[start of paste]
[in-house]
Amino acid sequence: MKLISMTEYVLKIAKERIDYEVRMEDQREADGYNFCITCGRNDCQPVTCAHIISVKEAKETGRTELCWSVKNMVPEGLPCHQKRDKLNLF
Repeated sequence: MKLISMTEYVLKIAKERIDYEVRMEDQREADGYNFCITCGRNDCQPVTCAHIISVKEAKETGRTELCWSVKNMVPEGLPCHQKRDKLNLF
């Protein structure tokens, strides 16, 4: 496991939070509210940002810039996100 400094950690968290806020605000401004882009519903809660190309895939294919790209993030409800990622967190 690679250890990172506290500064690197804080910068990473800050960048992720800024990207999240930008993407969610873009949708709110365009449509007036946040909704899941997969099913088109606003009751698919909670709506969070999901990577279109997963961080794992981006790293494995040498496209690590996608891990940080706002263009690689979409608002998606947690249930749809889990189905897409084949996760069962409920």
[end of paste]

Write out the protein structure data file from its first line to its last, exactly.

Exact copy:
[in-house]
Amino acid sequence: MKLISMTEYVLKIAKERIDYEVRMEDQREADGYNFCITCGRNDCQPVTCAHIISVKEAKETGRTELCWSVKNMVPEGLPCHQKRDKLNLF
Repeated sequence: MKLISMTEYVLKIAKERIDYEVRMEDQREADGYNFCITCGRNDCQPVTCAHIISVKEAKETGRTELCWSVKNMVPEGLPCHQKRDKLNLF
């Protein structure tokens, strides 16, 4: 496991939070509210940002810039996100 400094950690968290806020605000401004882009519903809660190309895939294919790209993030409800990622967190 690679250890990172506290500064690197804080910068990473800050960048992720800024990207999240930008993407969610873009949708709110365009449509007036946040909704899941997969099913088109606003009751698919909670709506969070999901990577279109997963961080794992981006790293494995040498496209690590996608891990940080706002263009690689979409608002998606947690249930749809889990189905897409084949996760069962409920």